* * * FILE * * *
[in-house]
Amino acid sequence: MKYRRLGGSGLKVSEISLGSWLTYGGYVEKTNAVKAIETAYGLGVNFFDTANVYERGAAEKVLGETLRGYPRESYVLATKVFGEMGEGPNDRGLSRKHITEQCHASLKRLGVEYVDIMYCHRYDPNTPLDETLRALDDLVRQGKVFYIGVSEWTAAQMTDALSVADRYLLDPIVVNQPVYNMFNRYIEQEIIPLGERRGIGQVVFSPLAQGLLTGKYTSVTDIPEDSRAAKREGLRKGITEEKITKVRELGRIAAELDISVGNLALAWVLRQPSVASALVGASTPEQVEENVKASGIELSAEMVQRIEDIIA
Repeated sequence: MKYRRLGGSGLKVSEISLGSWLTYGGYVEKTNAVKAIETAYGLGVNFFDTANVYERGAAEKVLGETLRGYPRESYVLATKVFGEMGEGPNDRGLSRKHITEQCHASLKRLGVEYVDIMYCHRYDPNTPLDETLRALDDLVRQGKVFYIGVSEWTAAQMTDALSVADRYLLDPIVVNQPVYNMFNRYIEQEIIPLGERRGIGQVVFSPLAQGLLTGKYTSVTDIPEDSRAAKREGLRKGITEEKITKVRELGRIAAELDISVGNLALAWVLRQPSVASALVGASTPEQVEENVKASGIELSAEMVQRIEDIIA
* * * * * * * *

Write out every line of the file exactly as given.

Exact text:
[in-house]
Amino acid sequence: MKYRRLGGSGLKVSEISLGSWLTYGGYVEKTNAVKAIETAYGLGVNFFDTANVYERGAAEKVLGETLRGYPRESYVLATKVFGEMGEGPNDRGLSRKHITEQCHASLKRLGVEYVDIMYCHRYDPNTPLDETLRALDDLVRQGKVFYIGVSEWTAAQMTDALSVADRYLLDPIVVNQPVYNMFNRYIEQEIIPLGERRGIGQVVFSPLAQGLLTGKYTSVTDIPEDSRAAKREGLRKGITEEKITKVRELGRIAAELDISVGNLALAWVLRQPSVASALVGASTPEQVEENVKASGIELSAEMVQRIEDIIA
Repeated sequence: MKYRRLGGSGLKVSEISLGSWLTYGGYVEKTNAVKAIETAYGLGVNFFDTANVYERGAAEKVLGETLRGYPRESYVLATKVFGEMGEGPNDRGLSRKHITEQCHASLKRLGVEYVDIMYCHRYDPNTPLDETLRALDDLVRQGKVFYIGVSEWTAAQMTDALSVADRYLLDPIVVNQPVYNMFNRYIEQEIIPLGERRGIGQVVFSPLAQGLLTGKYTSVTDIPEDSRAAKREGLRKGITEEKITKVRELGRIAAELDISVGNLALAWVLRQPSVASALVGASTPEQVEENVKASGIELSAEMVQRIEDIIA